Soybean weed management becomes more challenging as weed resistance increases. The questions then arise: Pre-emerge? Post-emerge? Both? Kevin Carlson, Federated's senior agronomist, said that even when a post-emerge treatment seems to be working, "there's value in the pre."
Yes, it costs more to apply both a pre-emerge and a post-emerge herbicide (and there's no argument about post). But, Carlson said, "The value [of pre-emerge herbicides] is found when comparing the best pre programs that work really well with the post alone programs . . . especially when dealing with weed resistance."
In herbicide trials conducted by the University of Minnesota last season (click here to see evaluation summary chart), combinations of pre-emerge followed by post-emerge herbicides demonstrated significant yield response. On average, those programs saw a 4-5 bu./ac. increase in yields (some were even higher).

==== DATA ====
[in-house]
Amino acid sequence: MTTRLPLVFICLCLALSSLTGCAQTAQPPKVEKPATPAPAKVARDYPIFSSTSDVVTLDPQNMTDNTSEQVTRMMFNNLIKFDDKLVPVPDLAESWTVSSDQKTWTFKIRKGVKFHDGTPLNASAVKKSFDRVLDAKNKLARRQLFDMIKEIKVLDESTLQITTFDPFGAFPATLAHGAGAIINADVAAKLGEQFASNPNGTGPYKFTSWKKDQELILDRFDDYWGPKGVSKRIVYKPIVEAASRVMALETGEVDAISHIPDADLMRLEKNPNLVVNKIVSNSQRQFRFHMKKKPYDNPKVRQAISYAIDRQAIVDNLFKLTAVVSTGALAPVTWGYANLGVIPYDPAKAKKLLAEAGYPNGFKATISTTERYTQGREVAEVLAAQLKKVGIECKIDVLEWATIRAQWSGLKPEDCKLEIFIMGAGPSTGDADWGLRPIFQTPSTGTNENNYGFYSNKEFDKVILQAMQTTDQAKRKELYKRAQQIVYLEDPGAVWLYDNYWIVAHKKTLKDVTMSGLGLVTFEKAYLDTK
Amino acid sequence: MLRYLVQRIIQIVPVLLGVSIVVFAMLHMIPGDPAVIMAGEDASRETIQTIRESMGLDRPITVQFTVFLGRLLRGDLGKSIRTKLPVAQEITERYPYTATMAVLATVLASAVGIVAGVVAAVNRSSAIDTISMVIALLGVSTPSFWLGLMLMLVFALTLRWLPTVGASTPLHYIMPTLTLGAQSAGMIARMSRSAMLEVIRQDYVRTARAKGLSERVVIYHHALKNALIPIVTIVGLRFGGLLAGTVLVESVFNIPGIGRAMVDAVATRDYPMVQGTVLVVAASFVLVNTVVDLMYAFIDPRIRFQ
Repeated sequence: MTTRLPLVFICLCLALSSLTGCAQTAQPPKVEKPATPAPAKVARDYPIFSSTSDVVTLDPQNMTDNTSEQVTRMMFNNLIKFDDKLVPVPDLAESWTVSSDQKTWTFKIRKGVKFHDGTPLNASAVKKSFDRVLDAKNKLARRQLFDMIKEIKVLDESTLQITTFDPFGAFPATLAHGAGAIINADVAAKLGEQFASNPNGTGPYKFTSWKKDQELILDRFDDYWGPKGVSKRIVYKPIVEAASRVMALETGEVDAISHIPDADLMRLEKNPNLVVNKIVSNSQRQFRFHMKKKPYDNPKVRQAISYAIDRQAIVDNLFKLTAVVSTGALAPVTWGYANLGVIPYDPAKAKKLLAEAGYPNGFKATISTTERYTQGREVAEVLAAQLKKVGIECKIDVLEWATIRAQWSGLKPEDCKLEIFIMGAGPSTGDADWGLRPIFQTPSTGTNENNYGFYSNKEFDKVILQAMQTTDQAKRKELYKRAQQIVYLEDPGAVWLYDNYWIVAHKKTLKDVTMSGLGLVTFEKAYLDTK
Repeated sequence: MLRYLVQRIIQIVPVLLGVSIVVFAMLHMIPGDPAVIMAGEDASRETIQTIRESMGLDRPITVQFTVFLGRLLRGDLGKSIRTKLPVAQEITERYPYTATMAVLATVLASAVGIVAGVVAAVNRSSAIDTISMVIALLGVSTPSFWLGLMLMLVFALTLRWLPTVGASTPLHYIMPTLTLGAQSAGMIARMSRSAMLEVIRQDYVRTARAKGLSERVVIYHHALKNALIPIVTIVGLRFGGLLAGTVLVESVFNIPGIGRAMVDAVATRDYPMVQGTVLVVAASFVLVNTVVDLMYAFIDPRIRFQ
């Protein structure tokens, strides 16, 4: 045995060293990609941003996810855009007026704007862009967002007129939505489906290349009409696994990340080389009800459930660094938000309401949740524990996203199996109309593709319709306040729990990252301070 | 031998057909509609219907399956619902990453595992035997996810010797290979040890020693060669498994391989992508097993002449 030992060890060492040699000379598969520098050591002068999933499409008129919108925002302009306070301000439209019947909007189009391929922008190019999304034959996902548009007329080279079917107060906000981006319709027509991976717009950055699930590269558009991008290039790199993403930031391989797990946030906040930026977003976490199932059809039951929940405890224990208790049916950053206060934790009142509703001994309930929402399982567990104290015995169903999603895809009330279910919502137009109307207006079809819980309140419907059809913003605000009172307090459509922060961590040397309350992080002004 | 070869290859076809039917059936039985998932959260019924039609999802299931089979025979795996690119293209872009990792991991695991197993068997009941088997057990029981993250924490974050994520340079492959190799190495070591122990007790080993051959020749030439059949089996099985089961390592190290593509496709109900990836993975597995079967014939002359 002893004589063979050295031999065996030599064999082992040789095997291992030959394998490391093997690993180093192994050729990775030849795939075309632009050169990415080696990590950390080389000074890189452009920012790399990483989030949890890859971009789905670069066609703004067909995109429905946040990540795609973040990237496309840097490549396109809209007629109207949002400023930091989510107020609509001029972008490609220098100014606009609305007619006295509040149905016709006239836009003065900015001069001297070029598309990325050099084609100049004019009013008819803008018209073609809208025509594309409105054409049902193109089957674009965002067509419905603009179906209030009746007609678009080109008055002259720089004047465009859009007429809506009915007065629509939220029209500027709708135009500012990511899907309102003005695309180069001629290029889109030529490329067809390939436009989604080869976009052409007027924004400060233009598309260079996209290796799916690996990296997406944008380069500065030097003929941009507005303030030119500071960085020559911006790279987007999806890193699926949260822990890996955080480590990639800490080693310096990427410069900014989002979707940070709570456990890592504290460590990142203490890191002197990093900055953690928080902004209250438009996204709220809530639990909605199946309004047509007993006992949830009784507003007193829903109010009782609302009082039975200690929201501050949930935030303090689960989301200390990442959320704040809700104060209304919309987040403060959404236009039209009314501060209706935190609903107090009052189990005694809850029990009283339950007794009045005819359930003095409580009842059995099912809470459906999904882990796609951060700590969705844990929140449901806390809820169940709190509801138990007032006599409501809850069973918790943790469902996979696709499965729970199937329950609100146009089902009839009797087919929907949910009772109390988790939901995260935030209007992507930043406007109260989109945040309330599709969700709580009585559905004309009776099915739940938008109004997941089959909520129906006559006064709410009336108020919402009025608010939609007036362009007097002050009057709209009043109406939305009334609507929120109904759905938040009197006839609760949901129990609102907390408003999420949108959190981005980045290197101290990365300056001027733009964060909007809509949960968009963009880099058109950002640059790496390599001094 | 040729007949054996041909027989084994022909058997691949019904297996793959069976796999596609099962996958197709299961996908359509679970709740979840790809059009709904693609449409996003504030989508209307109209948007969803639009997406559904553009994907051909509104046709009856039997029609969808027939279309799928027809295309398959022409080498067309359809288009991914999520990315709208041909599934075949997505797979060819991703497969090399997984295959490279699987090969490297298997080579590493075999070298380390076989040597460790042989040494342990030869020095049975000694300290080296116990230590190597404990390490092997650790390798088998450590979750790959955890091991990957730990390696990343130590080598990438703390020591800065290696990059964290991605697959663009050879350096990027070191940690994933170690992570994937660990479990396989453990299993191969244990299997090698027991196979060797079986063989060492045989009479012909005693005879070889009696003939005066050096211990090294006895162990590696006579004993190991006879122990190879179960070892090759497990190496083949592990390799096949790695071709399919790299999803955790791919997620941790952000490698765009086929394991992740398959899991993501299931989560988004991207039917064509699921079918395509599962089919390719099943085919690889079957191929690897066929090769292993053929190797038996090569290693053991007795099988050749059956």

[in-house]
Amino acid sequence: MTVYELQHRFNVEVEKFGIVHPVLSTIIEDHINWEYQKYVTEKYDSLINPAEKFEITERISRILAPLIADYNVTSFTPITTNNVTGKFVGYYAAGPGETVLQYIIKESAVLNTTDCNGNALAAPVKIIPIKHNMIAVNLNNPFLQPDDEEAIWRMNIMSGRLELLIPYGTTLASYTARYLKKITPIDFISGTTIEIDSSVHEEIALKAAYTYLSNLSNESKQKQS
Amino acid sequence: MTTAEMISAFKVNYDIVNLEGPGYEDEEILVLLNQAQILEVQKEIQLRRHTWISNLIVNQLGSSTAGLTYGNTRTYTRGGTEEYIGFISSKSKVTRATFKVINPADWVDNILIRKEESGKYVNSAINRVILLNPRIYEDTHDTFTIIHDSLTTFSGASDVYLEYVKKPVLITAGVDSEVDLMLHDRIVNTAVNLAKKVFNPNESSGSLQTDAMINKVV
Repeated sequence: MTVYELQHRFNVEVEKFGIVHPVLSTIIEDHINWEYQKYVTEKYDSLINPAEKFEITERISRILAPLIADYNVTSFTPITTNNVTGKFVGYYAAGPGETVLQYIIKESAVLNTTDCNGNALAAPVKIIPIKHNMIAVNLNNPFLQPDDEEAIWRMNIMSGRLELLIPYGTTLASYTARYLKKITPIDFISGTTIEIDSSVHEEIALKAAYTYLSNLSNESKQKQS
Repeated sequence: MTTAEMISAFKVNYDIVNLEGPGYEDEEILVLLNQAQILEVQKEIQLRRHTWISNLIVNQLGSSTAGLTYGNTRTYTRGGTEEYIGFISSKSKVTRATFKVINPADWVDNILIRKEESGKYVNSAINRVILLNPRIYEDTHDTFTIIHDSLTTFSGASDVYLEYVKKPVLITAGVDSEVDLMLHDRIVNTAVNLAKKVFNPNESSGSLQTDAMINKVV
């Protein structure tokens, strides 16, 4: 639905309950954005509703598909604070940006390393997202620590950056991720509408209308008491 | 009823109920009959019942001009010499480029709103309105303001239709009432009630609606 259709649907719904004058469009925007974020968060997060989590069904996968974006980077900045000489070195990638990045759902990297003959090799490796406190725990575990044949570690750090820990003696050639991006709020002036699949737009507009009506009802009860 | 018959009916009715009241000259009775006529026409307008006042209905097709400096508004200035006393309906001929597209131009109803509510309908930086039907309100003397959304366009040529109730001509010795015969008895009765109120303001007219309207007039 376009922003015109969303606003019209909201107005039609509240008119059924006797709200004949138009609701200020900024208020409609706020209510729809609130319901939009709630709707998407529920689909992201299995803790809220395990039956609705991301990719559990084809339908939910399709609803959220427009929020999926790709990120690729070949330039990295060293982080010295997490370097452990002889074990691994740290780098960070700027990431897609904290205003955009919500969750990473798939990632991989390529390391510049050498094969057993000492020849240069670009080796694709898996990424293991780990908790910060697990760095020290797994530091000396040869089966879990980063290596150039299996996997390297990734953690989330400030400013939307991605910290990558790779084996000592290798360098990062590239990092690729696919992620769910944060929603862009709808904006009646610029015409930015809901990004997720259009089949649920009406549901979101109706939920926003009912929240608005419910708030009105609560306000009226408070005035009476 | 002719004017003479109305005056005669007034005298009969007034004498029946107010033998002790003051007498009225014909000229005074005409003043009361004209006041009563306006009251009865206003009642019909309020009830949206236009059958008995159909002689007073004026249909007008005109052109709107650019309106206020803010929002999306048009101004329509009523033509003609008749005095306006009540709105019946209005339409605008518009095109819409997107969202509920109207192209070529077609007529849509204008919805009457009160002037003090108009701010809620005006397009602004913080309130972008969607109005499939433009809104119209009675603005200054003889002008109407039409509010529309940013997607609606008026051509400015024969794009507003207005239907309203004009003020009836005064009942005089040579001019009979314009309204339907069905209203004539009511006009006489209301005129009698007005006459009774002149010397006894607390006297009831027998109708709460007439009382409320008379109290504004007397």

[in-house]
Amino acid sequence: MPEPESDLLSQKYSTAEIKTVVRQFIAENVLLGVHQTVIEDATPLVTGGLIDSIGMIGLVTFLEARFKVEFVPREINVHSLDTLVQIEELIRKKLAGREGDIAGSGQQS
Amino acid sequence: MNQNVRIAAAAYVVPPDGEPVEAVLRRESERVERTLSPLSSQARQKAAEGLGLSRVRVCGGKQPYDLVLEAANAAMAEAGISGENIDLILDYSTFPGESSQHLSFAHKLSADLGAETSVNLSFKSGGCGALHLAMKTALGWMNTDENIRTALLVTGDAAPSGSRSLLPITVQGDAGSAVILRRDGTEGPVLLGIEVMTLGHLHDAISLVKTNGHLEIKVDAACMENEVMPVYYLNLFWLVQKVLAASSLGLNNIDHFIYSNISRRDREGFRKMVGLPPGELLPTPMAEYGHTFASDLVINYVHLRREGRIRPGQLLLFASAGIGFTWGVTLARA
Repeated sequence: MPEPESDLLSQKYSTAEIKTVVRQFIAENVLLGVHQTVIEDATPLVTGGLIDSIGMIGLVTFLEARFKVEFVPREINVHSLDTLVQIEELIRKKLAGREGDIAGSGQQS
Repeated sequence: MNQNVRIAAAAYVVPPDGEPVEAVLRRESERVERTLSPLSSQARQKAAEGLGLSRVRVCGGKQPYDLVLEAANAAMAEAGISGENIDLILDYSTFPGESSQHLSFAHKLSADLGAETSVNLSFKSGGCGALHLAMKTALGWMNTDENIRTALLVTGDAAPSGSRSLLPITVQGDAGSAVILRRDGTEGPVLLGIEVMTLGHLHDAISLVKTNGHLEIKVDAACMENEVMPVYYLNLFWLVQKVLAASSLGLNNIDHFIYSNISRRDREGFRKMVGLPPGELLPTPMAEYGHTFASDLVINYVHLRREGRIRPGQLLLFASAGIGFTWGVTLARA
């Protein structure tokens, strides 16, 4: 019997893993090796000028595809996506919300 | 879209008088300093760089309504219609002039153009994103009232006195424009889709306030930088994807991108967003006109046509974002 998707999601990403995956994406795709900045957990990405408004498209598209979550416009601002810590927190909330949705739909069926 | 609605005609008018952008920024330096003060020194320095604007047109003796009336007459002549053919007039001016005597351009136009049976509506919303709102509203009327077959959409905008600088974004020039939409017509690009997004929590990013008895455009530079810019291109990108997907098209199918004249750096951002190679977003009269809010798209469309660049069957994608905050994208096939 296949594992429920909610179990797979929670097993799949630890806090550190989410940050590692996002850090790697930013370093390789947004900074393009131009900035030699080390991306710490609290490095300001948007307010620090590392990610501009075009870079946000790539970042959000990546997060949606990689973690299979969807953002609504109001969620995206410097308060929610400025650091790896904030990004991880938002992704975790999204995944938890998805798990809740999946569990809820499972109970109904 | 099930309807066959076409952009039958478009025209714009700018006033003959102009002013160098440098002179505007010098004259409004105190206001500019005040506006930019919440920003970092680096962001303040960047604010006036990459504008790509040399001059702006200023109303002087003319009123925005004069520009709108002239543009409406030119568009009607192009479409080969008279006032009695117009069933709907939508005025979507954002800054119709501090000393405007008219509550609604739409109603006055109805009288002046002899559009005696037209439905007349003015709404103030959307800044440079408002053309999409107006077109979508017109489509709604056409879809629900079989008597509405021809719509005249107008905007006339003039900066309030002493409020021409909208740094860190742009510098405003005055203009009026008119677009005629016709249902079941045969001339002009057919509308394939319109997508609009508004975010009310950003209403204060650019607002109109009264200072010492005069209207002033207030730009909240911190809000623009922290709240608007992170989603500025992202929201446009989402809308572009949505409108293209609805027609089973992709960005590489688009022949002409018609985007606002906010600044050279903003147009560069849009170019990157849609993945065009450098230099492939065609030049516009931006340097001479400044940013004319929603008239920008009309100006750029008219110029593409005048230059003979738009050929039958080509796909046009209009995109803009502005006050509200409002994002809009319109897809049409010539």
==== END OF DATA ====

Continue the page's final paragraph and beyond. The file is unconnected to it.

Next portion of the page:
The trial, which used a weedy check (no herbicides or weed control of any kind) and a weed-free check (hand weeded with no herbicides) showed a 50% yield loss in the weedy check, and a 65% yield gain in the weed-free check. A number of the pre followed by post herbicide trials showed gains that matched or exceeded the yields of the weed-free check (see highlighted areas of this chart
It boils down to this, Carlson explained: The cost of a complete herbicide program that includes both pre- and post-emerge herbicide applications is offset by the improved yield potential. The benefit is found in a solid return on investment.
"Start clean, stay clean," said Carlson. "Control weeds before they emerge or soon after to preserve yield potential." Plus, in a world of increasing weed resistance, a pre followed by post program can help manage the toughest weeds, such as waterhemp and giant ragweed.
"We have lots of options," he said (see article at right on one option, Flexstar GT®). Federated Agronomists are ready to help you find the right combination of products for your soybean weed management program. Contact your agronomist soon!
Be sure to attend a Soybean Grower Workshop (see info at right) where this will be a key topic.